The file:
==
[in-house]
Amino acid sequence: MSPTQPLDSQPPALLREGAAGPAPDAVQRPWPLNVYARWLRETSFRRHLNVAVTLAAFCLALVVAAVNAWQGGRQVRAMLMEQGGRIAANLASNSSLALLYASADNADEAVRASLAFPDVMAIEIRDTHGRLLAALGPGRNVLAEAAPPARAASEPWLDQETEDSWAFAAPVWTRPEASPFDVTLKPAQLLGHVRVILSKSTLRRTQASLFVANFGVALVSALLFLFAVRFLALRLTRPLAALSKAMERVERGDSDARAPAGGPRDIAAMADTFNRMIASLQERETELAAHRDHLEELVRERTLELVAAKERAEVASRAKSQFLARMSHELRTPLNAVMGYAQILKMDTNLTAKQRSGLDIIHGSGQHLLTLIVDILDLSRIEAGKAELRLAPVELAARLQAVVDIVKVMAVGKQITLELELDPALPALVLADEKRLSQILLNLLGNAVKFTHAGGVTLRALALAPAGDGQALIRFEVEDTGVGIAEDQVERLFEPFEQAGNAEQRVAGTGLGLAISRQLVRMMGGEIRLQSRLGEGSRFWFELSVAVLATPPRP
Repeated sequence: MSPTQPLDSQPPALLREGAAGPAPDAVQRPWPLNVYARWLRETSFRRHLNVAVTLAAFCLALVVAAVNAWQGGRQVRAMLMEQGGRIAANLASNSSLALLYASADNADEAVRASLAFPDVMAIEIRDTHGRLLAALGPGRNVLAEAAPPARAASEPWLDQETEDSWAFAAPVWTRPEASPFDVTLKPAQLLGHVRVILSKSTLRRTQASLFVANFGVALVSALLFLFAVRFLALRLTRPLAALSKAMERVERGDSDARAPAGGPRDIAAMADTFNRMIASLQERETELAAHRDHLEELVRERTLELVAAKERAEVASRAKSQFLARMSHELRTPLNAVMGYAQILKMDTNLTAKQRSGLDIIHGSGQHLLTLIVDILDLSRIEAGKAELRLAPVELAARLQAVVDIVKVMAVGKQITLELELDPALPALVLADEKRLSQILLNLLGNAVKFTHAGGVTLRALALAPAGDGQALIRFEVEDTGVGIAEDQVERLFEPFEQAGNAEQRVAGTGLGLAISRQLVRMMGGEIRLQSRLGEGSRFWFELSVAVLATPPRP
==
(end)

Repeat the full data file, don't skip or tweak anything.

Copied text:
[in-house]
Amino acid sequence: MSPTQPLDSQPPALLREGAAGPAPDAVQRPWPLNVYARWLRETSFRRHLNVAVTLAAFCLALVVAAVNAWQGGRQVRAMLMEQGGRIAANLASNSSLALLYASADNADEAVRASLAFPDVMAIEIRDTHGRLLAALGPGRNVLAEAAPPARAASEPWLDQETEDSWAFAAPVWTRPEASPFDVTLKPAQLLGHVRVILSKSTLRRTQASLFVANFGVALVSALLFLFAVRFLALRLTRPLAALSKAMERVERGDSDARAPAGGPRDIAAMADTFNRMIASLQERETELAAHRDHLEELVRERTLELVAAKERAEVASRAKSQFLARMSHELRTPLNAVMGYAQILKMDTNLTAKQRSGLDIIHGSGQHLLTLIVDILDLSRIEAGKAELRLAPVELAARLQAVVDIVKVMAVGKQITLELELDPALPALVLADEKRLSQILLNLLGNAVKFTHAGGVTLRALALAPAGDGQALIRFEVEDTGVGIAEDQVERLFEPFEQAGNAEQRVAGTGLGLAISRQLVRMMGGEIRLQSRLGEGSRFWFELSVAVLATPPRP
Repeated sequence: MSPTQPLDSQPPALLREGAAGPAPDAVQRPWPLNVYARWLRETSFRRHLNVAVTLAAFCLALVVAAVNAWQGGRQVRAMLMEQGGRIAANLASNSSLALLYASADNADEAVRASLAFPDVMAIEIRDTHGRLLAALGPGRNVLAEAAPPARAASEPWLDQETEDSWAFAAPVWTRPEASPFDVTLKPAQLLGHVRVILSKSTLRRTQASLFVANFGVALVSALLFLFAVRFLALRLTRPLAALSKAMERVERGDSDARAPAGGPRDIAAMADTFNRMIASLQERETELAAHRDHLEELVRERTLELVAAKERAEVASRAKSQFLARMSHELRTPLNAVMGYAQILKMDTNLTAKQRSGLDIIHGSGQHLLTLIVDILDLSRIEAGKAELRLAPVELAARLQAVVDIVKVMAVGKQITLELELDPALPALVLADEKRLSQILLNLLGNAVKFTHAGGVTLRALALAPAGDGQALIRFEVEDTGVGIAEDQVERLFEPFEQAGNAEQRVAGTGLGLAISRQLVRMMGGEIRLQSRLGEGSRFWFELSVAVLATPPRP